Thursday, February 26, 2015

The Meadow

Medical Oncologist Reconsidered as a Bush Pilot

My doctor is the very model of a medical oncologist, in a city, in a highly industrialized country. She has trained at top universities; works at the best hospital; has access to the latest data, techniques and treatments; and conducts and publishes her own cancer research. She is the medical equivalent of an elite jet fighter pilot. 

Staying with the metaphor, clinically her job is to help wounded planes fly the furthest and best they can, considering the damage sustained by cancer. In a few cases the planes fly normally on their own again. She does all this using sophisticated diagnostics, specialized drones, fluids, and other treatment repair tools. 

When I became her "patient plane" last May she was faced with an aircraft that flew well but had serious internal damage. After trying two different techniques that did not succeed in making any repairs, we had a conversation about the next options. 

Finally I asked if she could please just help fly me home. So she agreed.  Armed with her own escape method to get her back to the jet fighter, she finds herself sitting in what amounts to a sturdy, early-model bush plane. All the controls are analog, no electronic systems per se. Some of the controls simply don't work, some labels are worn off, or nonexistent, or in some antiquated foreign script. But it is a machine with soul.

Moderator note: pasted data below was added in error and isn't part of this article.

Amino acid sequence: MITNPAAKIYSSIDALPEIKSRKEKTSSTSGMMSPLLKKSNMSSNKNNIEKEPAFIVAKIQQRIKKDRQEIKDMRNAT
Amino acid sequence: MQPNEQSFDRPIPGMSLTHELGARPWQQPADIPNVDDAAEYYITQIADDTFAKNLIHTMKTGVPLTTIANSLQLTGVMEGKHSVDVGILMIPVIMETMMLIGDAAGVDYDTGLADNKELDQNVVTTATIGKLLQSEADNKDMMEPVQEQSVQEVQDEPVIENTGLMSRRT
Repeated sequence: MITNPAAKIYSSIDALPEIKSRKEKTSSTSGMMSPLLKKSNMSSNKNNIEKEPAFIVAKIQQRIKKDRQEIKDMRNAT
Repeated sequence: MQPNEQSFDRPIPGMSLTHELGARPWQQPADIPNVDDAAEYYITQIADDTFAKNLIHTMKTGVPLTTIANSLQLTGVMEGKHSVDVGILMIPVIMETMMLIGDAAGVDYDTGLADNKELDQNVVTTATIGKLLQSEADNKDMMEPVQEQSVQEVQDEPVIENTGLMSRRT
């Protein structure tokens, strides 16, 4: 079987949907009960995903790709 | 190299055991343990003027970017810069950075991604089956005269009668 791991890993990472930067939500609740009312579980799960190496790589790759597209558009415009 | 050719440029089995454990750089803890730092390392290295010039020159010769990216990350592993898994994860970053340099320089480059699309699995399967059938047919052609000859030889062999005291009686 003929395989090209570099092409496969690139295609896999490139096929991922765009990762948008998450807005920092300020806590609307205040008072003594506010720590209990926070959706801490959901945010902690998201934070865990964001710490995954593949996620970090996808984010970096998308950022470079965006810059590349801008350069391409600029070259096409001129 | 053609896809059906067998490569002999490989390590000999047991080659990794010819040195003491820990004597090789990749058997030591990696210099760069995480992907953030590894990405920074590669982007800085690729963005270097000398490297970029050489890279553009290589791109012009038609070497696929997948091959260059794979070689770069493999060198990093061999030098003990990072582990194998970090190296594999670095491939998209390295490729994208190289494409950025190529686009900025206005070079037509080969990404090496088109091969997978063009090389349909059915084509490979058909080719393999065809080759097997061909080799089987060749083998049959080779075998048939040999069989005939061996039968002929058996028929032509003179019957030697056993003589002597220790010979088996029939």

So that is how my doctor became the very model of a tough, canny bush pilot in a remote land. She has to rely on her fundamental knowledge of flying -- wind, direction, altitude, a sense of orientation, basic physics -- and the naked eye. She is keeping her eye out for a meadow. 

The Meadow

We are looking for that meadow --
How will we know it?

It's...golden. Have you been here before? 
The light on it it glows
but does not throw a glare.

It smells…well, it smells of earth. 
Or like your forearm as you walk outside 
on a warm day, just starting to perspire. 
It smells good.

The ground is solid,
neither dusty nor bumpy nor muddy.
It's big enough to land a small plane in.

And small enough to recognize you.
Call you by name.
Call you home. 

-Elizabeth B. Randolph               


  1. Hi Besty, it is Neil, one of the "Milwaukee Gang" that gathers with your mom each NYE at J&J's farm. Jim shared your link. Your writing is poetic and profound and inspirational and insightful. Thank you for publicly publishing. You and your family are in our thoughts often.

  2. The analogies and metaphors are marvelous! I love you and my wish for you is that your bush pilot brings you peacefully to the the golden meadow..Mom?Dodie

  3. Hi Betsy, Alisa here. I love these recent poems of yours. You are transforming your journey into art and then generously sharing your art with us. Thank you.

  4. Beautiful and graceful... just like you :)